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HSBC rebuffs break-up calls and pledges to boost dividends

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HSBC Tower in Canada Square, Canary Wharf, London (Anthony Devlin/PA) (PA Archive)
HSBC Tower in Canada Square, Canary Wharf, London (Anthony Devlin/PA) (PA Archive)

HSBC has come out fighting against calls by its largest shareholder for a break-up of the banking giant as it claimed the move would be costly and risky.

The banking giant warned that a spin-off or demerger of its Asian business could jeopardise profits and growth, with the risk of hefty one-off costs, higher taxes, big running costs and possible regulatory issues.

Group chief executive Noel Quinn instead looked to appease its activist shareholder – China’s Ping An Insurance Group – by vowing to return shareholder dividend payouts to pre-pandemic levels.

HSBC is under pressure from Ping An, which owns around 9.2% of HSBC’s shares, to spin off its burgeoning Asian arm from the UK business.

Serving customers across borders is what we do best. It is how we can best help them to grow, and, we believe, the fastest way to accelerate returns for our shareholders

Noel Quinn, HSBC

Mr Quinn said that, having sought independent advice on the matter, it concluded that a break-up “would not achieve increased value for shareholders”.

He said so-called alternative structural options would have a “material negative impact on value”.

“Our current strategy is the safest way to get to the highest returns and dividends we all want to see.”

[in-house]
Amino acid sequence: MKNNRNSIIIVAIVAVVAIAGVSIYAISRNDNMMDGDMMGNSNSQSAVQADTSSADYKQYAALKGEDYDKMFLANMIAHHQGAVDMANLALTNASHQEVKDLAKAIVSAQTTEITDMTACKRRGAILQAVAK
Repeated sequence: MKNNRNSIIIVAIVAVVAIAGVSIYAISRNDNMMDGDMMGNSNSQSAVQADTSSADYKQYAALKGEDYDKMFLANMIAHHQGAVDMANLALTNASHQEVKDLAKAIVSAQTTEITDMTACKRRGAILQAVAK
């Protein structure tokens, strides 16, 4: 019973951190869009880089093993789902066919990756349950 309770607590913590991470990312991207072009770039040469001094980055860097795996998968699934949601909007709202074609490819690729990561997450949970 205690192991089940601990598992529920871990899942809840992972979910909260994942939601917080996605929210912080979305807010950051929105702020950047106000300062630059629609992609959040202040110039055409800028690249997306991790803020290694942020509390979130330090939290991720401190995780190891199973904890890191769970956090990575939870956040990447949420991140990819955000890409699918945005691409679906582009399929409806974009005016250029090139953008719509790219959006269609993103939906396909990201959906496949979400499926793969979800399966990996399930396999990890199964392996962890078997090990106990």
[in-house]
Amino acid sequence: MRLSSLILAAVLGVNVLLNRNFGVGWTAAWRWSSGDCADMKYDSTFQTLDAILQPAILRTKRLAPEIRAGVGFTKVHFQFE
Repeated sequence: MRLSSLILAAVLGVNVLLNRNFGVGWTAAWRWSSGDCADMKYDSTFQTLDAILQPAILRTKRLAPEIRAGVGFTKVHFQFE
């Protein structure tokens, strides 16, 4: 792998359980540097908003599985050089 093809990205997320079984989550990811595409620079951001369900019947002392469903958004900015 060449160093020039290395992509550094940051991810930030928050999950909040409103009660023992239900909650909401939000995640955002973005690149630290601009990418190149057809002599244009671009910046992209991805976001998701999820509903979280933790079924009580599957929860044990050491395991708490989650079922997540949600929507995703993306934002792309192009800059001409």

He also stressed that its “internationalism remains the most defining characteristic of our identity”.

“Serving customers across borders is what we do best. It is how we can best help them to grow, and, we believe, the fastest way to accelerate returns for our shareholders,” he said.

The comments came as HSBC reported a 15%, or 1.7 billion US dollar (£1.4 billion), drop in first-half pre-tax profits to 9.2 billion US dollars (£7.5 billion) as it joined rivals in setting aside cash to cover potential loan losses, booking a 1.1 billion US dollar (£902 million) charge.

It said this partly reflected “heightened economic uncertainty and inflation” as soaring cost pressures hit the UK and wider global economy, while it cautioned that impairment charges are set to rise over the second half.

But the profit out-turn for the second quarter was better than expected and the group promised it will revert to paying quarterly dividends next year, helping shares lift 7%.

Mr Quinn said: “We understand and appreciate the importance of dividends to all of our shareholders.

“We will aim to restore the dividend to pre-Covid-19 levels as soon as possible.

“We also intend to revert to quarterly dividends in 2023.”

Dividends at HSBC were one of the key reasons why Ping An has been pushing for a break-up, after the Bank of England slapped a ban on UK lenders paying out dividends during the early stages of the pandemic to ensure the sector was resilient.

This clampdown was lifted in July last year, but Ping An has argued that Asian investors felt cheated out of their dividend.

While HSBC is based in London and has a large presence in the UK market, it makes most of its profits in Asia.

The bank’s board will meet with retail investors in Hong Kong on Tuesday in what promises to be a tense gathering.

A Hong Kong politician, Christine Fong, has also backed the calls for HSBC’s Asian business to be spun off and wants representatives of Ping An to be appointed to the bank’s board.

This gives activist shareholders even more clout to pressure the business to find new, potentially radical, ways to propel growth

Sophie Lund-Yates, Hargreaves Lansdown

But Mr Quinn said the bank believed there would be a conflict of interest over Ping An having a seat on the board, given overlap with its business model and where they both operate.

Sophie Lund-Yates, lead equity analyst at Hargreaves Lansdown, said HSBC’s credit charges had “more than undone the helping hand from rising interest rates on the bottom line”.

“This gives activist shareholders even more clout to pressure the business to find new, potentially radical, ways to propel growth,” she said.

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